Beautiful beaches, mountain villages, cosy tavernas serving delicious local food and wine, and a rich history just waiting to be discovered are just a few of the reasons to plan a trip to Crete. To make the most of your visit while also minimsing your impact, keep the following tips in mind. The locals will appreciate your efforts, and you’ll get a far better experience of the city and local life while you’re there.
From 2pm to 5pm, Greeks take a break in their day, when they’ll eat and then take a nap. Please do not disturb anyone during this time, and note that noisy activities during siesta are frowned upon.
Always have cash on you since most of Crete’s tavernas, taxis and shops don’t accept credit cards.
Before you grab your camera, remember that in churches you should avoid photographing the main altar, monks or nuns, which is considered taboo. Always ask if photos are allowed if you don’t see any signs indicating that it’s okay to do so. In places where photos are allowed, remember not to use the flash since it can be damaging to the artifacts or ruins. Taking photos of military facilities is strictly forbidden.
Don’t hold your hand up to people or make the okay sign with your thumb and forefinger when in Crete, which are seen as rude gestures in Greece.
When visiting religious places, avoid wearing anything too revealing or something that shows a lot of skin. In addition, have your shoulders and legs covered, and take your hat off.
We recommend visiting Crete between March and mid-June or mid-September to November to avoid crowds. Winter is also nice, but you won’t be able to enjoy the sea and the sun as much.
If you want to spend some time on the beach minus the crowds, go before 12pm, with 10am being the best time. Another idea is to avoid the busier beaches, which are mostly located on the north side of the island. We recommend the south and west coast for quieter beaches. And if you want to enjoy Crete without going to the beach, drive inland and enjoy blending in with the locals. Crete has many mountainous, picturesque villages which host local festivals almost every season of the year.
Plastic water bottles are one of the biggest causes of waste during the summer months when visitors tend to buy them and then dump them after drinking the water. If you find it hard to carry a water container or buy a glass bottle, keep in mind that tap water is safe to drink almost all over Crete so we recommend re-using any bottles you buy. The same advice goes for coffee cups. Nowadays, most coffee shops sell reusable cups, and you even get a discount upon ordering your coffee if you hand your cup instead of using the plastic ones. In addition, most areas have recycling bins, so please use them.
Even though Crete is the biggest Greek island, you can still get around easily on foot and you’ll see a lot more than if you were travelling by car, including cypress forests, various gorges and, of course, olive and orange groves. To get further afield, there are also public buses that connect visitors to the major cities and a few lines that transport visitors to southern cities. Just be mindful when scheduling travel since bus timetables depend on seasonal needs.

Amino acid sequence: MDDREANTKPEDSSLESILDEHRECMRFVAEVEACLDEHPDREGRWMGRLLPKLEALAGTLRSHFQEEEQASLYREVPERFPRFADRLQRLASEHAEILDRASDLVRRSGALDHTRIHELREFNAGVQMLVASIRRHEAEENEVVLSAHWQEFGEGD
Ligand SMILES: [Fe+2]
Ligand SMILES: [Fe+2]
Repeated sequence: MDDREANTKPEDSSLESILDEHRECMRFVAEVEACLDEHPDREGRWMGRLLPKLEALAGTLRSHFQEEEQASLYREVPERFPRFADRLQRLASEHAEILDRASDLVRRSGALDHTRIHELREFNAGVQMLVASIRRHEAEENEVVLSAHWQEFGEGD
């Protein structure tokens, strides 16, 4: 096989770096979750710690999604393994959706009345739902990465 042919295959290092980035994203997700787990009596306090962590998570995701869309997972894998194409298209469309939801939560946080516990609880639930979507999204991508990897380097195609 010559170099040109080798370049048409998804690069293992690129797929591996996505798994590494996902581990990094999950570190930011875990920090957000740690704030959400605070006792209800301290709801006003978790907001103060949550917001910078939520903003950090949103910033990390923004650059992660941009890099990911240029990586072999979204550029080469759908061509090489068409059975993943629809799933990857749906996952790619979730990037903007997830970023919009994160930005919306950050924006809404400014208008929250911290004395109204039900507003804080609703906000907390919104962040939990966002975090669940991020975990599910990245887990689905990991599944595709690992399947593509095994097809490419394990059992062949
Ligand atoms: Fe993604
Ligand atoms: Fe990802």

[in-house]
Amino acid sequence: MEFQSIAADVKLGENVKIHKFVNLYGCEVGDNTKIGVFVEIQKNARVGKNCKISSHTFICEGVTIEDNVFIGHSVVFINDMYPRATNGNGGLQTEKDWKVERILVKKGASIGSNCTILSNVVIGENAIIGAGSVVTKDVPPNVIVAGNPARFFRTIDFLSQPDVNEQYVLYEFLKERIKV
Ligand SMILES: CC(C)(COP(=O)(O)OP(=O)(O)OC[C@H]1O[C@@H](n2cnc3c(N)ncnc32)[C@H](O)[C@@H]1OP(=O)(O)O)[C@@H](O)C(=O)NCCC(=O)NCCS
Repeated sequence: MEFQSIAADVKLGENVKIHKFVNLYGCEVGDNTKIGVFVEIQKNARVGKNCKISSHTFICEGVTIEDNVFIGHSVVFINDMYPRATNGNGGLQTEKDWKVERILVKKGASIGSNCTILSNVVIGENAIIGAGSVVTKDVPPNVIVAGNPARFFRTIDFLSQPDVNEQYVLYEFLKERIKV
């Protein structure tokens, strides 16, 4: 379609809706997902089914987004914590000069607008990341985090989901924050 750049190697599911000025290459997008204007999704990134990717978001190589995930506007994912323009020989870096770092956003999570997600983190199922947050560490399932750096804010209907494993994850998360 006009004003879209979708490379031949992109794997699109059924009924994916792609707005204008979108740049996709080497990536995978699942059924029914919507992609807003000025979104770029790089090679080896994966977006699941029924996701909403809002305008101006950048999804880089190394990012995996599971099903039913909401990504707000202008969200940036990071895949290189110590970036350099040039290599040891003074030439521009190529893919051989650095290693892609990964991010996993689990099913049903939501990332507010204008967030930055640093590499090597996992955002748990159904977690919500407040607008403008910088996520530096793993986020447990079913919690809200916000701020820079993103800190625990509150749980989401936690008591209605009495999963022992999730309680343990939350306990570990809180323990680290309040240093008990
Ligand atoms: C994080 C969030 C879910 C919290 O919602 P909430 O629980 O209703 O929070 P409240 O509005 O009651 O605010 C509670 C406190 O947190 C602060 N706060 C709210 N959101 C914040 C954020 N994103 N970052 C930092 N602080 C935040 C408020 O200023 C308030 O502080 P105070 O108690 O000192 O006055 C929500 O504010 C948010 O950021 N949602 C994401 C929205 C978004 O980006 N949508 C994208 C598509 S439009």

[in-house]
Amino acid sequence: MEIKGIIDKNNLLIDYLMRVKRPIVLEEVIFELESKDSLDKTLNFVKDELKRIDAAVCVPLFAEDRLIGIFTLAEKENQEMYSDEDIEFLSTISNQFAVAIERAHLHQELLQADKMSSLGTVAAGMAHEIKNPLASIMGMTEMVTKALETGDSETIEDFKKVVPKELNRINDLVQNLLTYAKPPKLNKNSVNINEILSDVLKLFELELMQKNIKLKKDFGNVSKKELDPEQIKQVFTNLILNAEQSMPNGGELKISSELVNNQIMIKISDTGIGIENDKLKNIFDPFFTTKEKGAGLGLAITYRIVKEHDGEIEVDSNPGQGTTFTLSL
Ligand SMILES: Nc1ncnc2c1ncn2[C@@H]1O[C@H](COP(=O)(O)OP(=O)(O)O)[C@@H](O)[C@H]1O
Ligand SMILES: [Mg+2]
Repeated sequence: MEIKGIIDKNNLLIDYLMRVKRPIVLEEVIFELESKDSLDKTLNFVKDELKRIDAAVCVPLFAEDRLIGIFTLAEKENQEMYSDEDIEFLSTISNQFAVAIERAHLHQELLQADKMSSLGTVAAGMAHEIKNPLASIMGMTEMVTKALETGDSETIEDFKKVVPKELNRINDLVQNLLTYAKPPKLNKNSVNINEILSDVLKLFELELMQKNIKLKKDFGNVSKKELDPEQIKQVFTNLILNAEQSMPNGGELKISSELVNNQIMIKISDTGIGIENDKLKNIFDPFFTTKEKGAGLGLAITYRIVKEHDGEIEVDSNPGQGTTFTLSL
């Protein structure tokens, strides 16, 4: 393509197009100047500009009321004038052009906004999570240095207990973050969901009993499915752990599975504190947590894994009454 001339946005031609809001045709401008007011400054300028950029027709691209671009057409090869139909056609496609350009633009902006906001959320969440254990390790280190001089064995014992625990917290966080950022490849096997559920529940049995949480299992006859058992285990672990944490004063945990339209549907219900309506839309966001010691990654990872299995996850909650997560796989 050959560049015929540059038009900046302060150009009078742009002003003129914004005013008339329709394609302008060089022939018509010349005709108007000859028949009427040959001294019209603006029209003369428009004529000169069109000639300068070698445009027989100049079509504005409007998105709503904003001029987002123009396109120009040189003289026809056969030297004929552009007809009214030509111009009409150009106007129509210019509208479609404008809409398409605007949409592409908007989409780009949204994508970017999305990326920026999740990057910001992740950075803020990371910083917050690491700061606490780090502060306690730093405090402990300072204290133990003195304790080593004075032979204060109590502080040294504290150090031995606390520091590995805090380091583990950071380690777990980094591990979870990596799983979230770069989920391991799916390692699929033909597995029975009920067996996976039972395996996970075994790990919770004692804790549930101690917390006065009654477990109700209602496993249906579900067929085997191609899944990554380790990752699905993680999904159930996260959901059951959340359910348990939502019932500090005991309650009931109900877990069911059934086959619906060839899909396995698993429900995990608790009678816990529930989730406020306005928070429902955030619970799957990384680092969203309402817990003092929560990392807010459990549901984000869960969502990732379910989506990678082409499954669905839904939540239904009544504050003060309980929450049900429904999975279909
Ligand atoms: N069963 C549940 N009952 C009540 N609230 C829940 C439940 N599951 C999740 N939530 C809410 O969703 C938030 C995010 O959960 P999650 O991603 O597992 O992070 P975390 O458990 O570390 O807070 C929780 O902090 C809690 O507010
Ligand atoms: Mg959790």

If you want to stay local in Crete, look for family-run apartments, traditional cottages and traditional hotels. In terms of green-leaning properties, some great examples include Olive Green, an eco-friendly hotel in the centre of Heraklion; Milia Mountain Retreat, an authentic 17th century mountain settlement which has been transformed into an eco-friendly tourist complex; and Aspros Potamos, located in southeast Crete in the coastal village Makrys Gialos, and which uses only renewable energy sources.
There are many successful sustainable enterprises in Crete such as award-winning Biolea cold-press EVOO, Dourakis Winery, Fisika and Tzompanakis Blown Glass. Crete is also home to the European Sustainability Academy, which provides training and development programmes for business managers, owners and organisational leaders to learn about sustainable business and corporate social responsibility (CSR).
Want to explore off the beaten path? The following are a few places to consider. Aspri Limni is a small, secret beach that almost nobody knows about yet is incredibly beautiful. There is also Elafonisi, an island located in the southwest of Crete. You will be amazed by its pinkish sand and beautiful beaches, but do note that it is crowded during the summer months. And finally, the fishing village of Loutro is a must-see if you want some tranquility away from the more touristic areas. It’s only accessible by foot or by boat.
If you’re in the mood to feel like a local, spend some time in the neighbourhoods locals love. In Chania, check out the neighbourhoods of Halepa and Nea Chora. In Heraklion, check out the once “red light district” Lakkos. The city’s former underground district is the new place to be with amazing street art and small taverns.
In Crete, you can buy local leather goods and other Cretan souvenirs such as jewelry and crafts on Stivanadika street in the Old Town of Chania, or in villages like Anogia, Zoniana and Zaros. You’ll find nice traditional ceramic products in the villages of Margarites and Thrapsano, which have a hundred-year-old tradition in ceramics. To bring wine back home, try going directly to wineries for better deals!
Lastly, making a small effort like saying hello or thank you in Greek can make all the difference for showing your respect to locals. Keep these phrases in your back pocket when you’re wandering around Crete:
So there you have it! Everything you need to know to experience Crete responsibly and like a local.